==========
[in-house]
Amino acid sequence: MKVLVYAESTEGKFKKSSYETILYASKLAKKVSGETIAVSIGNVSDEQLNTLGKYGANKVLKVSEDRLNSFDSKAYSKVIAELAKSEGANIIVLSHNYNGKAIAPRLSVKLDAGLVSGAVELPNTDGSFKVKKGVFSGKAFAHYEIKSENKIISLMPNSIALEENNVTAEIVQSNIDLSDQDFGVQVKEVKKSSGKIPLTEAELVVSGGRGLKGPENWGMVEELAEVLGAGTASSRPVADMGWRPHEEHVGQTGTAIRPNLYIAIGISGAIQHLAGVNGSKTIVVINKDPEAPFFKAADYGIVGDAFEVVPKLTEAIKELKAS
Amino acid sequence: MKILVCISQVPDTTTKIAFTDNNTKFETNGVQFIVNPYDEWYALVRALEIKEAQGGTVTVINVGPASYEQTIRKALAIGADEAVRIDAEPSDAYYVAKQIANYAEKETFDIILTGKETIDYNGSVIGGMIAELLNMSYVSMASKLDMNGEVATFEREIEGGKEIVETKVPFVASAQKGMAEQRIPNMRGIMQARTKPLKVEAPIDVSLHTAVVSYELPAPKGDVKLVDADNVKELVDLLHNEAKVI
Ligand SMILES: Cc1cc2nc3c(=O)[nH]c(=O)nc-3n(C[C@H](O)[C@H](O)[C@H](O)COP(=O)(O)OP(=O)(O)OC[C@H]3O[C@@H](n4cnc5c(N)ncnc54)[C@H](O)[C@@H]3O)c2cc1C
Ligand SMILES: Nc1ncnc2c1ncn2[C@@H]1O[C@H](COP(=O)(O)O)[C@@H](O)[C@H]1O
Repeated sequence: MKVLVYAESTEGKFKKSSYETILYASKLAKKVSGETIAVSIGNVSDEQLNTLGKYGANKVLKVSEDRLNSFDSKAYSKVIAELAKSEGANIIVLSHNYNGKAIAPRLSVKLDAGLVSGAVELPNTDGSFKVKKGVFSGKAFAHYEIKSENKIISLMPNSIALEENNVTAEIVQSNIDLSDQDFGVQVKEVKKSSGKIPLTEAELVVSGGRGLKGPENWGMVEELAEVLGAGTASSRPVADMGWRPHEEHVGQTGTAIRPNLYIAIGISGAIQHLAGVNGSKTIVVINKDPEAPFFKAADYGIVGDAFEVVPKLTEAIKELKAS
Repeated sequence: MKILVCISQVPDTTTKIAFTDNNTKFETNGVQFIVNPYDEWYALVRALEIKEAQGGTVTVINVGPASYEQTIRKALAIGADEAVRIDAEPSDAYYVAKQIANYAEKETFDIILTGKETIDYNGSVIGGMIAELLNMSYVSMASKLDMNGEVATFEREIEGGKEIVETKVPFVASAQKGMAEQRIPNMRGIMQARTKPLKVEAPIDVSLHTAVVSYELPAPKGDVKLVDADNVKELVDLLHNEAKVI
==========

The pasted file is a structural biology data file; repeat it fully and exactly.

[in-house]
Amino acid sequence: MKVLVYAESTEGKFKKSSYETILYASKLAKKVSGETIAVSIGNVSDEQLNTLGKYGANKVLKVSEDRLNSFDSKAYSKVIAELAKSEGANIIVLSHNYNGKAIAPRLSVKLDAGLVSGAVELPNTDGSFKVKKGVFSGKAFAHYEIKSENKIISLMPNSIALEENNVTAEIVQSNIDLSDQDFGVQVKEVKKSSGKIPLTEAELVVSGGRGLKGPENWGMVEELAEVLGAGTASSRPVADMGWRPHEEHVGQTGTAIRPNLYIAIGISGAIQHLAGVNGSKTIVVINKDPEAPFFKAADYGIVGDAFEVVPKLTEAIKELKAS
Amino acid sequence: MKILVCISQVPDTTTKIAFTDNNTKFETNGVQFIVNPYDEWYALVRALEIKEAQGGTVTVINVGPASYEQTIRKALAIGADEAVRIDAEPSDAYYVAKQIANYAEKETFDIILTGKETIDYNGSVIGGMIAELLNMSYVSMASKLDMNGEVATFEREIEGGKEIVETKVPFVASAQKGMAEQRIPNMRGIMQARTKPLKVEAPIDVSLHTAVVSYELPAPKGDVKLVDADNVKELVDLLHNEAKVI
Ligand SMILES: Cc1cc2nc3c(=O)[nH]c(=O)nc-3n(C[C@H](O)[C@H](O)[C@H](O)COP(=O)(O)OP(=O)(O)OC[C@H]3O[C@@H](n4cnc5c(N)ncnc54)[C@H](O)[C@@H]3O)c2cc1C
Ligand SMILES: Nc1ncnc2c1ncn2[C@@H]1O[C@H](COP(=O)(O)O)[C@@H](O)[C@H]1O
Repeated sequence: MKVLVYAESTEGKFKKSSYETILYASKLAKKVSGETIAVSIGNVSDEQLNTLGKYGANKVLKVSEDRLNSFDSKAYSKVIAELAKSEGANIIVLSHNYNGKAIAPRLSVKLDAGLVSGAVELPNTDGSFKVKKGVFSGKAFAHYEIKSENKIISLMPNSIALEENNVTAEIVQSNIDLSDQDFGVQVKEVKKSSGKIPLTEAELVVSGGRGLKGPENWGMVEELAEVLGAGTASSRPVADMGWRPHEEHVGQTGTAIRPNLYIAIGISGAIQHLAGVNGSKTIVVINKDPEAPFFKAADYGIVGDAFEVVPKLTEAIKELKAS
Repeated sequence: MKILVCISQVPDTTTKIAFTDNNTKFETNGVQFIVNPYDEWYALVRALEIKEAQGGTVTVINVGPASYEQTIRKALAIGADEAVRIDAEPSDAYYVAKQIANYAEKETFDIILTGKETIDYNGSVIGGMIAELLNMSYVSMASKLDMNGEVATFEREIEGGKEIVETKVPFVASAQKGMAEQRIPNMRGIMQARTKPLKVEAPIDVSLHTAVVSYELPAPKGDVKLVDADNVKELVDLLHNEAKVI